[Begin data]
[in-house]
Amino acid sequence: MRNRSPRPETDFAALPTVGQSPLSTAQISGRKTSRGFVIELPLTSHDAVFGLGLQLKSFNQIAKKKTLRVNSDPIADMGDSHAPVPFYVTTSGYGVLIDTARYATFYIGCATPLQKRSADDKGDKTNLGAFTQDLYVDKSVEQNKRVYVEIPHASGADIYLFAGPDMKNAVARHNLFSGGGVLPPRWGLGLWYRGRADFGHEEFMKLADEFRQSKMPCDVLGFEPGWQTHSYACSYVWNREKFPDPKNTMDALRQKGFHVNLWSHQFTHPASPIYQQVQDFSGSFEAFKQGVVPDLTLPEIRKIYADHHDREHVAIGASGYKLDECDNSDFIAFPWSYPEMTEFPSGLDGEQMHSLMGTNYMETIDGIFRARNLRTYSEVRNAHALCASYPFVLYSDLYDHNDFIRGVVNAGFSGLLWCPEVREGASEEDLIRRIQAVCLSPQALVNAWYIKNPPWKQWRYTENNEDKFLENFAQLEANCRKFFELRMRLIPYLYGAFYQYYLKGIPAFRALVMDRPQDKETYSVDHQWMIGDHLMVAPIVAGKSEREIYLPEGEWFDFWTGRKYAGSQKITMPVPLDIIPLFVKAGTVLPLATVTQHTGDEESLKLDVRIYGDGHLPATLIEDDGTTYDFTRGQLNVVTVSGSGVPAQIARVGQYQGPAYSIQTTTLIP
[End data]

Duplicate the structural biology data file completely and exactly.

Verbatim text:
[in-house]
Amino acid sequence: MRNRSPRPETDFAALPTVGQSPLSTAQISGRKTSRGFVIELPLTSHDAVFGLGLQLKSFNQIAKKKTLRVNSDPIADMGDSHAPVPFYVTTSGYGVLIDTARYATFYIGCATPLQKRSADDKGDKTNLGAFTQDLYVDKSVEQNKRVYVEIPHASGADIYLFAGPDMKNAVARHNLFSGGGVLPPRWGLGLWYRGRADFGHEEFMKLADEFRQSKMPCDVLGFEPGWQTHSYACSYVWNREKFPDPKNTMDALRQKGFHVNLWSHQFTHPASPIYQQVQDFSGSFEAFKQGVVPDLTLPEIRKIYADHHDREHVAIGASGYKLDECDNSDFIAFPWSYPEMTEFPSGLDGEQMHSLMGTNYMETIDGIFRARNLRTYSEVRNAHALCASYPFVLYSDLYDHNDFIRGVVNAGFSGLLWCPEVREGASEEDLIRRIQAVCLSPQALVNAWYIKNPPWKQWRYTENNEDKFLENFAQLEANCRKFFELRMRLIPYLYGAFYQYYLKGIPAFRALVMDRPQDKETYSVDHQWMIGDHLMVAPIVAGKSEREIYLPEGEWFDFWTGRKYAGSQKITMPVPLDIIPLFVKAGTVLPLATVTQHTGDEESLKLDVRIYGDGHLPATLIEDDGTTYDFTRGQLNVVTVSGSGVPAQIARVGQYQGPAYSIQTTTLIP